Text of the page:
E3S Web Conf.
Volume 40, 2018River Flow 2018 - Ninth International Conference on Fluvial Hydraulics
|Number of page(s)||3|
|Published online||05 September 2018|
The Rhône River, France: applying integrative sciences to sustainable management
Director of the Rhône Valley Human – Environment Observatory (OHM-VR), France
The Rhône River is one of the main European alpine rivers (watershed: 98 500 km2; length: 812 km total, 560 km in France; mean annual discharge at its mouth: 1700 m3 s-1; annual flood: 4000 m3/s), and the primary freshwater input to the western Mediterranean basin. It was mainly an upland river transporting gravel up to its delta and continuously supplied in sediments by its Alpine braided tributaries. The Durance River was one of the most active system before being controlled for producing electricity and supplying water for irrigation. The fluvial landscape has been engineered for more than 150 years, leading to altered aquatic and riparian ecosystems and social tensions in terms of local development scenarios. The channel was regulated between 1850 and 1930 for navigation purposes (embankments, groynes, dykes), then dammed for producing electricity (1898-1986: 21 hydroelectric dams, most of them with derivation canals). It is also equipped with 4 nuclear powerplants that use the river water for their cooling. After more than a century of developments leading to major biological and physical changes due to a significant artificialization of the river corridor, problems and stakes are still existing in terms of human safety, user satisfaction and local development and the aim is now to improve existing conditions and promote a sustainable development, shared by all actors. Today, stakeholders face tension in balancing various user interests regarding nature conservation, flood control, economic and recreational activities, ecological improvement. The French Rhône stakeholders have beencommitted since 2003 in implementing a large inter-regional sustainable development masterplan funded by the European Union (ERDF) called Plan Rhône I and II, focused on the whole river corridor. They created a collective framework grouping local actors to go beyond the complex and sometimes contradictory logics of each of them.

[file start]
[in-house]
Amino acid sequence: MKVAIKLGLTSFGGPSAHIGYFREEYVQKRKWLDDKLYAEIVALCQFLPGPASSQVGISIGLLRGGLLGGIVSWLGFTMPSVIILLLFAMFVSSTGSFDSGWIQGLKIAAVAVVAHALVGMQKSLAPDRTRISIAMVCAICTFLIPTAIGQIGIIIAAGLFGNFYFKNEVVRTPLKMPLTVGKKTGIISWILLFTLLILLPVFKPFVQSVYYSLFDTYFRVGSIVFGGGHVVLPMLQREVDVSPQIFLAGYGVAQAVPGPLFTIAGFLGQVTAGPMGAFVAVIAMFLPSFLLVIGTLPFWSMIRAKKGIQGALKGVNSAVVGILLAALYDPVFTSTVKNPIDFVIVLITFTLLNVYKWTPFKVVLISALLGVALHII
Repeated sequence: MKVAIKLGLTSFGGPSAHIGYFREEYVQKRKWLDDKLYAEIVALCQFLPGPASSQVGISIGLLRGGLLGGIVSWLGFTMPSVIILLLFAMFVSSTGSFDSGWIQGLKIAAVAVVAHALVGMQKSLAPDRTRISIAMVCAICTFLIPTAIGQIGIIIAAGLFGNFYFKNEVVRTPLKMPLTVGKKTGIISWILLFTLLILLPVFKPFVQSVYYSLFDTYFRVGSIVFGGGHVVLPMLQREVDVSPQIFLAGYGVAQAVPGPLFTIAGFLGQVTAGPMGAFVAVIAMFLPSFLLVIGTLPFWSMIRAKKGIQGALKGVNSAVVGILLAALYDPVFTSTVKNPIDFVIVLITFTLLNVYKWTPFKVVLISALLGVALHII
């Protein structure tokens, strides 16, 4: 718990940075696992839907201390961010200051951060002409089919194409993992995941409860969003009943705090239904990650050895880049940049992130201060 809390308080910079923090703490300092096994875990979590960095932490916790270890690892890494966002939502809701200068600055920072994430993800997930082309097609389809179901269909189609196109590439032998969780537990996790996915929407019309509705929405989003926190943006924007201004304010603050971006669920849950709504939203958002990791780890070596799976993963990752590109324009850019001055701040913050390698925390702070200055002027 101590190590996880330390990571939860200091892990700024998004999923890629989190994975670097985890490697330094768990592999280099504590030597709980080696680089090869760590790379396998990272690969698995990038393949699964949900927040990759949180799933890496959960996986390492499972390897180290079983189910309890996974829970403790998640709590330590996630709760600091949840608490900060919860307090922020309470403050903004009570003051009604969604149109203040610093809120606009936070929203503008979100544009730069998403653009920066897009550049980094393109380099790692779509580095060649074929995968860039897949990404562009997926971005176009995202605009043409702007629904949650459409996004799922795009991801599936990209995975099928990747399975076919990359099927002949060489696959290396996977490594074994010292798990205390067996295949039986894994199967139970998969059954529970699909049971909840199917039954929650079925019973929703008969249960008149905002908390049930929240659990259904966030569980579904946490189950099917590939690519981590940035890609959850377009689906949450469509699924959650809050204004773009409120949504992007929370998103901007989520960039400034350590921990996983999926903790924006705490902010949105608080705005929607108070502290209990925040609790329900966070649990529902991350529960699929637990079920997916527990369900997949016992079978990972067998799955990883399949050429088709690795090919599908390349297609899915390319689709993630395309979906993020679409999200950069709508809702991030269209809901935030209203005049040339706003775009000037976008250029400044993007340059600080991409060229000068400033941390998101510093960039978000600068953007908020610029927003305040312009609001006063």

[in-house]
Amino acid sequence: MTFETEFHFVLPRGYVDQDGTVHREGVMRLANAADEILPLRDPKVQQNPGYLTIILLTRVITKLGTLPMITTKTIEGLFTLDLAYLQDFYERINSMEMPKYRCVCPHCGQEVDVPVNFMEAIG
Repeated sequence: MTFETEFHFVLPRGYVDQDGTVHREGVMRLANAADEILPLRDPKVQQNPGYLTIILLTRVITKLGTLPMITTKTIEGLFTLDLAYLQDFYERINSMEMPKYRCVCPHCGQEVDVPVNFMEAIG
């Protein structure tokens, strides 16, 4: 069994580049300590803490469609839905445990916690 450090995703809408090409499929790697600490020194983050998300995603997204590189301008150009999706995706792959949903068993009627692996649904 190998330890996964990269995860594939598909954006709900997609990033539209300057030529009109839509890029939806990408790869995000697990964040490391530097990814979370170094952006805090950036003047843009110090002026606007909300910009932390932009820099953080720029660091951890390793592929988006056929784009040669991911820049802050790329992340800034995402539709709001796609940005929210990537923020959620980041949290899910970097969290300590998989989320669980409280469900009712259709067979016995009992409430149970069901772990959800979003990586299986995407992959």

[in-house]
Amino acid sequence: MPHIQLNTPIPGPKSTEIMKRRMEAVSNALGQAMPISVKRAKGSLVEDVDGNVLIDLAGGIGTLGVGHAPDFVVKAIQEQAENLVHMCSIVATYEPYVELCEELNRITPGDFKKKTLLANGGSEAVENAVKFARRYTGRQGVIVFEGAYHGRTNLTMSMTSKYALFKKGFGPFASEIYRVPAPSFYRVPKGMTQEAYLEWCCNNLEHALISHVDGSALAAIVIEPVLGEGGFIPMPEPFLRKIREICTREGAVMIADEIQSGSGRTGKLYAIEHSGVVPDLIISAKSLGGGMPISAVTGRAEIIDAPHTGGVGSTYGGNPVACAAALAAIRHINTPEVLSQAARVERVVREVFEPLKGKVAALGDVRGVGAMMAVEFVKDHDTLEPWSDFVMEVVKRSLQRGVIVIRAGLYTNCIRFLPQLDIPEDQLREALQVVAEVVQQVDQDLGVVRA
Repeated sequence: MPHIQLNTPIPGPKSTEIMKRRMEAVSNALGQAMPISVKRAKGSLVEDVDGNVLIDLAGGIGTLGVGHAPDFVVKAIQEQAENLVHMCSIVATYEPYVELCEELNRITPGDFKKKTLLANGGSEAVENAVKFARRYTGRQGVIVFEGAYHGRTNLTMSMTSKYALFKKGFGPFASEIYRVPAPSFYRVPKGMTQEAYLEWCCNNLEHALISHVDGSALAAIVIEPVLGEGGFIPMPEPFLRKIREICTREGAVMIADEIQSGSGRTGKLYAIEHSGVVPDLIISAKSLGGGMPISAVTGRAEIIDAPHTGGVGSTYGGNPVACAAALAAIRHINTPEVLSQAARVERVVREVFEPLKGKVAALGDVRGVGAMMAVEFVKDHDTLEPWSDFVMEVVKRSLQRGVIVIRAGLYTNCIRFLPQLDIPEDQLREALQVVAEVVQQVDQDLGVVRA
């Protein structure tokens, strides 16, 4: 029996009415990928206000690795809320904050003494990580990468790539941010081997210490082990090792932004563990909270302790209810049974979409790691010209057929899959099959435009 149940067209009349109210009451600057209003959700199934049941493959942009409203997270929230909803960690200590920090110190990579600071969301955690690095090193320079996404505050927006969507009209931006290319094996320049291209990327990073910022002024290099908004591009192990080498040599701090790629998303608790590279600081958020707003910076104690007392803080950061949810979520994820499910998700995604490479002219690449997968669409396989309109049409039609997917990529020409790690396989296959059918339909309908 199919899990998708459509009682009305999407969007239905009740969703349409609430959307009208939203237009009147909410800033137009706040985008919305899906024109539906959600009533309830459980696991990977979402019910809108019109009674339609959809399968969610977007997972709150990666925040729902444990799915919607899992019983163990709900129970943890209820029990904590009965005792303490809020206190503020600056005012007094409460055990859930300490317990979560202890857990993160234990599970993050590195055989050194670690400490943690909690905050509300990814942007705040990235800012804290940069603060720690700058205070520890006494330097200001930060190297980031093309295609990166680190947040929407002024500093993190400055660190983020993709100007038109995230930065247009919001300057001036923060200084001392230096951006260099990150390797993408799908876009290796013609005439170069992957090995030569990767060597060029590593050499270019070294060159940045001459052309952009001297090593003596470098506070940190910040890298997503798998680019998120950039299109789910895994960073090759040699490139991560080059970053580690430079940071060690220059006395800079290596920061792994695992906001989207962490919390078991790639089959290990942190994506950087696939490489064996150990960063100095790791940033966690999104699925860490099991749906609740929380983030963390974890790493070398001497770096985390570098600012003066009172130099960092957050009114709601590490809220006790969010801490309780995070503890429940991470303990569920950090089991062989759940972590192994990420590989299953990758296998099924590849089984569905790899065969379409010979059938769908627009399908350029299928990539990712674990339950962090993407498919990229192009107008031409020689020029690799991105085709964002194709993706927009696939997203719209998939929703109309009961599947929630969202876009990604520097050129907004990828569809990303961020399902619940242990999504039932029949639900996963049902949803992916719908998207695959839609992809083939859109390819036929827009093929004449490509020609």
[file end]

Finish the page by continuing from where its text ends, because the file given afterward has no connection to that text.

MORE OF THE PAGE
© The Authors, published by EDP Sciences, 2018
This is an Open Access article distributed under the terms of the Creative Commons Attribution License 4.0, which permits unrestricted use, distribution, and reproduction in any medium, provided the original work is properly cited. (http://creativecommons.org/licenses/by/4.0/).
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